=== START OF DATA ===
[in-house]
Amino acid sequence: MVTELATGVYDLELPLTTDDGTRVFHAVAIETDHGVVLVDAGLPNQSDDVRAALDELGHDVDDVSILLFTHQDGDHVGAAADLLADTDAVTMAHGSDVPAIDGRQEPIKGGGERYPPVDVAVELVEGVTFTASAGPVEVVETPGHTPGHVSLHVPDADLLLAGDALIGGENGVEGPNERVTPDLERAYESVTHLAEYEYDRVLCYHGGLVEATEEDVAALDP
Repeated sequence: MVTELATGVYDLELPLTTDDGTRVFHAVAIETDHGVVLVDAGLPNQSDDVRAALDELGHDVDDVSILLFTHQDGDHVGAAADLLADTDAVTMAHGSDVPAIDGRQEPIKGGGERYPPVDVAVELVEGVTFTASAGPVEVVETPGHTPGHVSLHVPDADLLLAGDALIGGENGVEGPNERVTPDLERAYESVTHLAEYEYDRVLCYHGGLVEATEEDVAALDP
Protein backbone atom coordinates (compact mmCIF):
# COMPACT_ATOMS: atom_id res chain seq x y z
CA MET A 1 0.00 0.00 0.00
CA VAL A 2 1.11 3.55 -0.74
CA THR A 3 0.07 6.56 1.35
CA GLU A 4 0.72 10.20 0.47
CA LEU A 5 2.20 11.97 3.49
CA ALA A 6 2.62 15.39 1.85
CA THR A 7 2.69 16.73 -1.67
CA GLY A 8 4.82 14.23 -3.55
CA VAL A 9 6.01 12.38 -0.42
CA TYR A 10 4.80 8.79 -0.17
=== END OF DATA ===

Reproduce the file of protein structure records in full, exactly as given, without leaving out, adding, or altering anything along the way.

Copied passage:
[in-house]
Amino acid sequence: MVTELATGVYDLELPLTTDDGTRVFHAVAIETDHGVVLVDAGLPNQSDDVRAALDELGHDVDDVSILLFTHQDGDHVGAAADLLADTDAVTMAHGSDVPAIDGRQEPIKGGGERYPPVDVAVELVEGVTFTASAGPVEVVETPGHTPGHVSLHVPDADLLLAGDALIGGENGVEGPNERVTPDLERAYESVTHLAEYEYDRVLCYHGGLVEATEEDVAALDP
Repeated sequence: MVTELATGVYDLELPLTTDDGTRVFHAVAIETDHGVVLVDAGLPNQSDDVRAALDELGHDVDDVSILLFTHQDGDHVGAAADLLADTDAVTMAHGSDVPAIDGRQEPIKGGGERYPPVDVAVELVEGVTFTASAGPVEVVETPGHTPGHVSLHVPDADLLLAGDALIGGENGVEGPNERVTPDLERAYESVTHLAEYEYDRVLCYHGGLVEATEEDVAALDP
Protein backbone atom coordinates (compact mmCIF):
# COMPACT_ATOMS: atom_id res chain seq x y z
CA MET A 1 0.00 0.00 0.00
CA VAL A 2 1.11 3.55 -0.74
CA THR A 3 0.07 6.56 1.35
CA GLU A 4 0.72 10.20 0.47
CA LEU A 5 2.20 11.97 3.49
CA ALA A 6 2.62 15.39 1.85
CA THR A 7 2.69 16.73 -1.67
CA GLY A 8 4.82 14.23 -3.55
CA VAL A 9 6.01 12.38 -0.42
CA TYR A 10 4.80 8.79 -0.17